December 27, 2007

Season-in-review: The UT linebackers

As we continue our final breakdown of the 2007 season for the Texas Longhorns, we'll take a look at the linebackers. With three starters returning and a host of young playmakers coming up through the ranks, this was one of the most discussed areas of the team in 2007. Did they live up to expectations? We're going inside to find out.


Scott Derry (Senior)

Expectations - After a solid junior season in 2006, most expected Derry to give the Longhorns a solid effort in 2007. The only question was whether or not he could hold onto his starting position because of the presence of several younger, more talented players coming up through the program.

Reality - Derry held his starting position all season and the results were disappointing.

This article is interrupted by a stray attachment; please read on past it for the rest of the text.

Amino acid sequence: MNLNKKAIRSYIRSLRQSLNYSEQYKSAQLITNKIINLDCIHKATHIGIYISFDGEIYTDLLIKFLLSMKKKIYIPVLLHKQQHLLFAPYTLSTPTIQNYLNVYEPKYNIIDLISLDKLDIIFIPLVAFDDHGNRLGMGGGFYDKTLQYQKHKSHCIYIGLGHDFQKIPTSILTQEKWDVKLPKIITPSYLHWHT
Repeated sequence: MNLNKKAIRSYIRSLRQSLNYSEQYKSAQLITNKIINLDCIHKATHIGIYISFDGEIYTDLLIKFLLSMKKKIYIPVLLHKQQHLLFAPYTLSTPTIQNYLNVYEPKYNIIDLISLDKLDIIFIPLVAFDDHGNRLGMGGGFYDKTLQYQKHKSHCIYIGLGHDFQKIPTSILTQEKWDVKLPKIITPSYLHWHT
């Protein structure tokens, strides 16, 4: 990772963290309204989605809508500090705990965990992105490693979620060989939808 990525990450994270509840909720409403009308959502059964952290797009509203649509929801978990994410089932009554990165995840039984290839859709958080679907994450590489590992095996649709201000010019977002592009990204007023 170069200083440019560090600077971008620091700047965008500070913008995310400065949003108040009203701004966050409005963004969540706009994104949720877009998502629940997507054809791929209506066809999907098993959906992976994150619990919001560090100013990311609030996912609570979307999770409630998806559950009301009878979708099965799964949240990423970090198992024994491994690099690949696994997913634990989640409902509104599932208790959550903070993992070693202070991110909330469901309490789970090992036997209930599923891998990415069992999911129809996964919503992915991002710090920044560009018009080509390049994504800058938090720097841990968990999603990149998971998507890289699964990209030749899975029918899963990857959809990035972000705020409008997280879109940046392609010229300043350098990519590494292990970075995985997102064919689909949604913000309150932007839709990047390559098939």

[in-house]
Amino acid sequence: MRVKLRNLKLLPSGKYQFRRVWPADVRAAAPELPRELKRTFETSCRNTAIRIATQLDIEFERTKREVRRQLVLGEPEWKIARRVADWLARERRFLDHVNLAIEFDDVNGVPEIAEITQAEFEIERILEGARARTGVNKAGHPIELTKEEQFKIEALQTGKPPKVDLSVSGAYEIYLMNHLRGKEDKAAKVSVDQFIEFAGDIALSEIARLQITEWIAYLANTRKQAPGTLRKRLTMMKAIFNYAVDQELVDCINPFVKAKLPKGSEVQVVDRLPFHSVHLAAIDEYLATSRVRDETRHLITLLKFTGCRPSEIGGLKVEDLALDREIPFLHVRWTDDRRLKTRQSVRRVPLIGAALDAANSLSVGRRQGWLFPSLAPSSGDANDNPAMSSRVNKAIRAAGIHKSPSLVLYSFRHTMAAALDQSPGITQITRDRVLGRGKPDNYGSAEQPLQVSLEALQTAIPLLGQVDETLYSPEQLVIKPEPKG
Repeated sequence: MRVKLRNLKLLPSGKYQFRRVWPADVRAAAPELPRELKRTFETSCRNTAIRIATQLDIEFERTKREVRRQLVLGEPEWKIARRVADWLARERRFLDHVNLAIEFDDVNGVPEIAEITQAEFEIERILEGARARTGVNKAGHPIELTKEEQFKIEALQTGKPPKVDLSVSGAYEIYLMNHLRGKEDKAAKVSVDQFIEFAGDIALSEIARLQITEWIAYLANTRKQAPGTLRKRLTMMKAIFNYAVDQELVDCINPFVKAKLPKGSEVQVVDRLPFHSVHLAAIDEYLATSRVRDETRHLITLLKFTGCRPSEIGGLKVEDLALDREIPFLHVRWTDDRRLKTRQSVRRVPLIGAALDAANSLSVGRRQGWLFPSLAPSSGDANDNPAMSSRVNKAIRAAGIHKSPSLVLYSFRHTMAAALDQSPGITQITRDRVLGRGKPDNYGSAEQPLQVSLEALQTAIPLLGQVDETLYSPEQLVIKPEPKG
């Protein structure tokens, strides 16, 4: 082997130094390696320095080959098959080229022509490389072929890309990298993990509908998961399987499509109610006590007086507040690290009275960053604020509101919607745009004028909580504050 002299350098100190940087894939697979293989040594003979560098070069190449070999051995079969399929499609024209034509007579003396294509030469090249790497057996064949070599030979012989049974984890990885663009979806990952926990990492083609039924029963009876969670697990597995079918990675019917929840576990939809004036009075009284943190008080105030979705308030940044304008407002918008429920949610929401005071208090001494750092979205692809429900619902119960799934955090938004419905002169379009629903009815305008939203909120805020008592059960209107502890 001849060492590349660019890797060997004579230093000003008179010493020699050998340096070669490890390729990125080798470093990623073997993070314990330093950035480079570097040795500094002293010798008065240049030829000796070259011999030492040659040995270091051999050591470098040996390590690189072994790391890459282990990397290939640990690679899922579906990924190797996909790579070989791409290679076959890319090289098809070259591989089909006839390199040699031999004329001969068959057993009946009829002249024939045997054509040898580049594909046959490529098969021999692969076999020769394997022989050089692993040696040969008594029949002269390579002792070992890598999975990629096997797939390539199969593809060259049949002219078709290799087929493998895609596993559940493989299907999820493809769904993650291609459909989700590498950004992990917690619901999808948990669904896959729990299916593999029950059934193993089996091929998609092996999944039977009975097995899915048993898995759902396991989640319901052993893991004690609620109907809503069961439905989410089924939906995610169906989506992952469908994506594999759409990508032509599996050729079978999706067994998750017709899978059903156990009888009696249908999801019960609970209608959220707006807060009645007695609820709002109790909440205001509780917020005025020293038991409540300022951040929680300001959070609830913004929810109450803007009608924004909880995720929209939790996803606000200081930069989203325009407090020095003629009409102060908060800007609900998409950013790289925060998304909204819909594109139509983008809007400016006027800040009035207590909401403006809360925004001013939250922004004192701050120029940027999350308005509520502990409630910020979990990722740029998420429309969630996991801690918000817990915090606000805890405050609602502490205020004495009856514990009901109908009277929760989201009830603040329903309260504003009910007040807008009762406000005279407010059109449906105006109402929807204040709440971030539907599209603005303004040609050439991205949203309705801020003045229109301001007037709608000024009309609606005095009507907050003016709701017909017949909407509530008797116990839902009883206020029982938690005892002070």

Stats - 67 tackles, four tackles for loss, one interception, two quarterback hits and one forced fumble.

Best game - Derry recorded eight tackles, an interception and forced a fumble in a win over TCU in September.

Bottom Line - Unlike a lot of players in the program, Derry was able to tap into every ounce of talent in his body, but he was never able to get beyond being a solid player. When you look at his body of work and realize that he didn't record a single sack or have a hand in any created turnovers in the final 10 weeks of the season, you'll start to realize why the defense wasn't very good. As great of a guy as Derry is off the field, there's little evidence to support him being a major contributor on the field.

Robert Killebrew (Senior)

Expectations - After two years as a starter, Killebrew was projected as a possible starter, especially with Sergio Kindle having been suspended for most of the first month of the season, but almost everyone felt like there was a chance he would lose his position before the end of the season.